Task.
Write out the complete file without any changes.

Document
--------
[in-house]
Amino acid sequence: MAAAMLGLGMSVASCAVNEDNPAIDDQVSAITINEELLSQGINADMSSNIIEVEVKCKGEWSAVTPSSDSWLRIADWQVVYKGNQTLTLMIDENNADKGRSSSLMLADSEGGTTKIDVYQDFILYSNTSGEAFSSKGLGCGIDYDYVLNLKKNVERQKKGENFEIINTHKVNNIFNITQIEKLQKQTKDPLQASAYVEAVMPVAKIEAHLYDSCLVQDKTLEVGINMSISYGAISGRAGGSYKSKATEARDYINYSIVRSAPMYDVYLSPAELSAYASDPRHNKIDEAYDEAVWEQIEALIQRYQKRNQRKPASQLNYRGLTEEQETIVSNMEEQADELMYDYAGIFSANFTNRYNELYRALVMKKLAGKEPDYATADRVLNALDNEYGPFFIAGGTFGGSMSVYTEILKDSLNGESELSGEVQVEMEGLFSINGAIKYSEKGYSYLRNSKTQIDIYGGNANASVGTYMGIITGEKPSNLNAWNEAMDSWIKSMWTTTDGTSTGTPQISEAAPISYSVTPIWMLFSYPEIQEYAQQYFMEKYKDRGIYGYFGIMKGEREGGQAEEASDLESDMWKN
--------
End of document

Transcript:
[in-house]
Amino acid sequence: MAAAMLGLGMSVASCAVNEDNPAIDDQVSAITINEELLSQGINADMSSNIIEVEVKCKGEWSAVTPSSDSWLRIADWQVVYKGNQTLTLMIDENNADKGRSSSLMLADSEGGTTKIDVYQDFILYSNTSGEAFSSKGLGCGIDYDYVLNLKKNVERQKKGENFEIINTHKVNNIFNITQIEKLQKQTKDPLQASAYVEAVMPVAKIEAHLYDSCLVQDKTLEVGINMSISYGAISGRAGGSYKSKATEARDYINYSIVRSAPMYDVYLSPAELSAYASDPRHNKIDEAYDEAVWEQIEALIQRYQKRNQRKPASQLNYRGLTEEQETIVSNMEEQADELMYDYAGIFSANFTNRYNELYRALVMKKLAGKEPDYATADRVLNALDNEYGPFFIAGGTFGGSMSVYTEILKDSLNGESELSGEVQVEMEGLFSINGAIKYSEKGYSYLRNSKTQIDIYGGNANASVGTYMGIITGEKPSNLNAWNEAMDSWIKSMWTTTDGTSTGTPQISEAAPISYSVTPIWMLFSYPEIQEYAQQYFMEKYKDRGIYGYFGIMKGEREGGQAEEASDLESDMWKN